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Jefferson Root Written by Jefferson Root
Sep. 22, 2011 | 6:21 PM





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THE WEIRD WORLD OF BLOWFLY

To put it kindly, the music of Clarence “Blowfly” Reid is an acquired taste.  Whether or not Reid’s backstory of crafting his dirty rhymes to antagonize his white bosses down on the farm is true, you either want to hear somebody singing about “a spermy night in Georgia” or you don’t.  But for those that do (and the aforementioned number is tame by Blowfly standards), director Jonathan Furmanski’s new documentary The Weird World of Blowfly is a fascinating glimpse into the life of an influential, but largely forgotten artist.


Instead of giving us a comprehensive overview of Reid’s career, the film focuses mainly on the present, as Reid tries to resurrect the Blowfly brand.  He’s aided in this by his manager/tour drummer Tom Bowker, who’s convinced that Reid is ripe for a comeback.  We get a good glimpse of how this quest is going early in the film, where Bowker knocks on Reid’s motel room door before the first show of a West Coast tour in Eugene, Oregon.


“The show’s a bomb,” Bowker begins.  “We’ll do a short set and you can go back to sleep.”  Reid nods knowingly, and we cut to him peforming on stage in his Blowfly costume before a mostly empty club.  After the show, Bowker laments making a deal for a percentage of ticket sales for a show that barely drew twenty five people, but that’s show biz, and the next day it’s on to Seattle.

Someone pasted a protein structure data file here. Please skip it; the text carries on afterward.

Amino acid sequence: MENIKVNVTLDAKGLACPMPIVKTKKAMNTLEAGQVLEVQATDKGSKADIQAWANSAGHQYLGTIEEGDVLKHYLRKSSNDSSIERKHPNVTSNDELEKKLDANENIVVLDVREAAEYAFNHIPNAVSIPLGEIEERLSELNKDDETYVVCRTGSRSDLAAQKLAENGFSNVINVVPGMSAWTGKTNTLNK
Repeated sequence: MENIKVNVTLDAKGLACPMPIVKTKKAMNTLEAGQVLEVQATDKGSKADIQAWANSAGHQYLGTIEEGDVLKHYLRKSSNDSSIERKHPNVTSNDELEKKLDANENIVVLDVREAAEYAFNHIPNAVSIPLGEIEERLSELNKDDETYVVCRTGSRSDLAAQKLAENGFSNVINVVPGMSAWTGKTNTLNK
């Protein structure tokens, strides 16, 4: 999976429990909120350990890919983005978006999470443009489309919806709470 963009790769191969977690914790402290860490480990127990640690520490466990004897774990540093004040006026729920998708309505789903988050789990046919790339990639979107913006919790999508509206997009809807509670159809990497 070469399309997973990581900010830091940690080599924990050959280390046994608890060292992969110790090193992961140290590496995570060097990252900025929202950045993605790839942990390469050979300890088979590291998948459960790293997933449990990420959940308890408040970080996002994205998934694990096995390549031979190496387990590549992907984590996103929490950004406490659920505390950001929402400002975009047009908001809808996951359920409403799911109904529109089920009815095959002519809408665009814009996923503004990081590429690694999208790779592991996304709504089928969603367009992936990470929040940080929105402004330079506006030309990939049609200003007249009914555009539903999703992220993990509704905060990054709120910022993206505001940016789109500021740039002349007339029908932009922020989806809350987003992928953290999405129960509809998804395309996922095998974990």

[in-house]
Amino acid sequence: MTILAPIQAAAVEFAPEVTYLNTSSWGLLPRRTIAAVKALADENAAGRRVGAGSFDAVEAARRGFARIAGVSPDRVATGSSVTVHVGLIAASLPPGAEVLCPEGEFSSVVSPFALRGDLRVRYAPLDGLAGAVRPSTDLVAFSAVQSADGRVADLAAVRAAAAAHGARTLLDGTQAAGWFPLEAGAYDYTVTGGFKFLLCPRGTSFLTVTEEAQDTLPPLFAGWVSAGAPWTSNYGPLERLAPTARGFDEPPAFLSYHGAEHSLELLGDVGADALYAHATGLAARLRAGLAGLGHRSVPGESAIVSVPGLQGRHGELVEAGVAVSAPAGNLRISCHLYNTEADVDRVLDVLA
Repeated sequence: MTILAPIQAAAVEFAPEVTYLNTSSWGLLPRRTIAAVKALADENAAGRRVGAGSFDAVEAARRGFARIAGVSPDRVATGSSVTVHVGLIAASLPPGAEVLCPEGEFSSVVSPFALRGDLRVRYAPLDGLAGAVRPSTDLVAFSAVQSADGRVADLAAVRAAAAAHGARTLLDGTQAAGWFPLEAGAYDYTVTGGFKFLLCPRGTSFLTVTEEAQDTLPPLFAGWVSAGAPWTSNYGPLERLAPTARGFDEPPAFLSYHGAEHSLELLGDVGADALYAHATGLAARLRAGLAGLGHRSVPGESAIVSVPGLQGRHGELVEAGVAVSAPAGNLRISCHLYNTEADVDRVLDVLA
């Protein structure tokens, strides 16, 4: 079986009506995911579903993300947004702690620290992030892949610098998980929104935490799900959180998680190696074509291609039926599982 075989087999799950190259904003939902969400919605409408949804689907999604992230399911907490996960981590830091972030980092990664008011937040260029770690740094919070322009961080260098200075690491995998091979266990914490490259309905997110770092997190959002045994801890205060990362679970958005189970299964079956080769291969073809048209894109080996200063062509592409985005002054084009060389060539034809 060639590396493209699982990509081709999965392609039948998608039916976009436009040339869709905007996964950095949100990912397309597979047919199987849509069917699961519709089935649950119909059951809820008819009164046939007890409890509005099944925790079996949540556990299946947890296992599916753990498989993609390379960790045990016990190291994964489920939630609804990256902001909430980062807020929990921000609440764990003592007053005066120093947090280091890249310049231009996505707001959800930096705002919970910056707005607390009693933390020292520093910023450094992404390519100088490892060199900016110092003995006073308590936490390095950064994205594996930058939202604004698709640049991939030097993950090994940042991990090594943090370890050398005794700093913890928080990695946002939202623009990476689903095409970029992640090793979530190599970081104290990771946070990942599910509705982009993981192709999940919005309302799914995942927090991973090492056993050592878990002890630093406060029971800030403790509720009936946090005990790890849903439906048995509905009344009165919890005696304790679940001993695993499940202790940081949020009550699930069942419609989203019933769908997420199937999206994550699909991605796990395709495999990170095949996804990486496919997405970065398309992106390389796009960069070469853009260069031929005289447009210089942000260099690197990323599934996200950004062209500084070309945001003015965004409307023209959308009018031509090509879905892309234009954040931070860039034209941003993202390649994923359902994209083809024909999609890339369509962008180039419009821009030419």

The dynamic between Bowker, a white man in his thirties and Reid, an African-American pushing 70 is one of the most fascinating elements of “Weird World.”  Long a fixture of the music scene in Miami, Reid had a successful career as a singer and songwriter long before he created the Blowfly persona in the early 70’s.  Performing onstage in a cape and mask like some sort of kinky superhero, Blowfly made a name for himself by performing dirty parodies of popular R & B tunes, as well as equally raunchy originals like “Rap Dirty.”


The film demonstrates that Reid’s work has had substantial influence in the music world.  In addition to writing a number of hits which helped launch KC and the Sunshine Band,  Reid also did pioneering work in the hip-hop genre.  He may or may not be the “first rapper”, as he claims in hilarious digs at old school rappers like the Sugar Hill Gang, but the filmmakers bring in no less than Ice T and Public Enemy’s Chuck D to testify to Reid’s effect on their work.


More surprising is the revelation that Blowfly is huge in Europe.  In a stark contrast to the small club gigs we see him doing in the States, Bowker is able to book Reid in a series of gigs opening for a popular German post punk band, Die Artze.  Like Bowker, the band members were huge fans of Reid, and jumped at the chance to be able to share a stage with him.  The sight of Blowfly and Die Arze performing Reid’s x-rated take on The Clash’s “Should I Stay Or Should I Go” in front of thousands of bewildered German teens is one of the film’s most hilarious moments.


There are some surprising and poignant moments as well.  Although Blowfly is a name well known in Miami, Reid hadn’t performed under his real name in the city for close to thirty years.  Late in the film, we see him performing as the featured guest at an epic birthday celebration for the city, and its clear that Reid is proud to have the chance to re-claim his more serious work.


For fans of Reid’s work, The Weird World of Blowfly will be just what the doctor ordered.  For the uninitiated, it’s a surreal look at the rough and tumble music biz , featuring one of that world’s most unique survivors.  More importantly, if watching Blowfly skewer Otis Redding while Isaac Hayes plays piano is wrong, I don’t want to be right.


The Weird World of Blowfly opens Friday, September 23rd at the Laemmle Sunset 5 in West Hollywood.


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